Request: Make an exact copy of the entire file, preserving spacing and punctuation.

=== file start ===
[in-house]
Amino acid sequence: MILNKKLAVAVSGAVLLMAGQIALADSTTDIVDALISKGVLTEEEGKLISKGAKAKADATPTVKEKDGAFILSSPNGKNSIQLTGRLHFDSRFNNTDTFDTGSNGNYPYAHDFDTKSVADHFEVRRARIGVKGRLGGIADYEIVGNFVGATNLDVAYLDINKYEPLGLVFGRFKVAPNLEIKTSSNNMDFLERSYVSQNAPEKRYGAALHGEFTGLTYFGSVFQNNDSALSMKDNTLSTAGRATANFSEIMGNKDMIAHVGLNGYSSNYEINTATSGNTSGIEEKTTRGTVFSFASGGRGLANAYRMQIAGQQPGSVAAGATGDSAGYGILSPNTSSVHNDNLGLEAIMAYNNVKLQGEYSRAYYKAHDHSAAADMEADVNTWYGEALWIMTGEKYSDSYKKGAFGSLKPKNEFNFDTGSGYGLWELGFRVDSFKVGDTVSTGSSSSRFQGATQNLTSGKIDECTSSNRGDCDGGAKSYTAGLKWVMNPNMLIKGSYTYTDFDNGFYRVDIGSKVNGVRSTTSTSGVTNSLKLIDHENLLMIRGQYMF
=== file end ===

[in-house]
Amino acid sequence: MILNKKLAVAVSGAVLLMAGQIALADSTTDIVDALISKGVLTEEEGKLISKGAKAKADATPTVKEKDGAFILSSPNGKNSIQLTGRLHFDSRFNNTDTFDTGSNGNYPYAHDFDTKSVADHFEVRRARIGVKGRLGGIADYEIVGNFVGATNLDVAYLDINKYEPLGLVFGRFKVAPNLEIKTSSNNMDFLERSYVSQNAPEKRYGAALHGEFTGLTYFGSVFQNNDSALSMKDNTLSTAGRATANFSEIMGNKDMIAHVGLNGYSSNYEINTATSGNTSGIEEKTTRGTVFSFASGGRGLANAYRMQIAGQQPGSVAAGATGDSAGYGILSPNTSSVHNDNLGLEAIMAYNNVKLQGEYSRAYYKAHDHSAAADMEADVNTWYGEALWIMTGEKYSDSYKKGAFGSLKPKNEFNFDTGSGYGLWELGFRVDSFKVGDTVSTGSSSSRFQGATQNLTSGKIDECTSSNRGDCDGGAKSYTAGLKWVMNPNMLIKGSYTYTDFDNGFYRVDIGSKVNGVRSTTSTSGVTNSLKLIDHENLLMIRGQYMF